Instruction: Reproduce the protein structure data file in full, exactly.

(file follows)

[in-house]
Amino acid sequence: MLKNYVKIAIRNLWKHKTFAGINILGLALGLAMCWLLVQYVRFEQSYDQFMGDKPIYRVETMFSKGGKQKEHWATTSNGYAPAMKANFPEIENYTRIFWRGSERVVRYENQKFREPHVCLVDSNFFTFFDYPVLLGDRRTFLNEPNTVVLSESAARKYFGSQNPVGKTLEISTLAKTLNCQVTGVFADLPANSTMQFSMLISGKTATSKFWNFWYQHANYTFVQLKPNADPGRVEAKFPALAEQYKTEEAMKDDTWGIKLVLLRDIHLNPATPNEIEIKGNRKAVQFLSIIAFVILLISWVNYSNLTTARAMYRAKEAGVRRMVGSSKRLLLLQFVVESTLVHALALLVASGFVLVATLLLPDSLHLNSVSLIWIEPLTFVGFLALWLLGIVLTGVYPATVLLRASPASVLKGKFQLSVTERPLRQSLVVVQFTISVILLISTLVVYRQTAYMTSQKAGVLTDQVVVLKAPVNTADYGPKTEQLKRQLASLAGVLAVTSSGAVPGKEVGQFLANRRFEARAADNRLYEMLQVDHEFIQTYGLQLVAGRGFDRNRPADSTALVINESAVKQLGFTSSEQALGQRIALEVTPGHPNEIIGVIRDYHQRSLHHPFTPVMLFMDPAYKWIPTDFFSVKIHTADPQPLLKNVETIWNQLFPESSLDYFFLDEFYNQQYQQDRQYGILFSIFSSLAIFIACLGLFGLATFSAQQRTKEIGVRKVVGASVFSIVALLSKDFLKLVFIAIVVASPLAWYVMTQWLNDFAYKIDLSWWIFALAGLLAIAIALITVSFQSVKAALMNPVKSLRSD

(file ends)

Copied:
[in-house]
Amino acid sequence: MLKNYVKIAIRNLWKHKTFAGINILGLALGLAMCWLLVQYVRFEQSYDQFMGDKPIYRVETMFSKGGKQKEHWATTSNGYAPAMKANFPEIENYTRIFWRGSERVVRYENQKFREPHVCLVDSNFFTFFDYPVLLGDRRTFLNEPNTVVLSESAARKYFGSQNPVGKTLEISTLAKTLNCQVTGVFADLPANSTMQFSMLISGKTATSKFWNFWYQHANYTFVQLKPNADPGRVEAKFPALAEQYKTEEAMKDDTWGIKLVLLRDIHLNPATPNEIEIKGNRKAVQFLSIIAFVILLISWVNYSNLTTARAMYRAKEAGVRRMVGSSKRLLLLQFVVESTLVHALALLVASGFVLVATLLLPDSLHLNSVSLIWIEPLTFVGFLALWLLGIVLTGVYPATVLLRASPASVLKGKFQLSVTERPLRQSLVVVQFTISVILLISTLVVYRQTAYMTSQKAGVLTDQVVVLKAPVNTADYGPKTEQLKRQLASLAGVLAVTSSGAVPGKEVGQFLANRRFEARAADNRLYEMLQVDHEFIQTYGLQLVAGRGFDRNRPADSTALVINESAVKQLGFTSSEQALGQRIALEVTPGHPNEIIGVIRDYHQRSLHHPFTPVMLFMDPAYKWIPTDFFSVKIHTADPQPLLKNVETIWNQLFPESSLDYFFLDEFYNQQYQQDRQYGILFSIFSSLAIFIACLGLFGLATFSAQQRTKEIGVRKVVGASVFSIVALLSKDFLKLVFIAIVVASPLAWYVMTQWLNDFAYKIDLSWWIFALAGLLAIAIALITVSFQSVKAALMNPVKSLRSD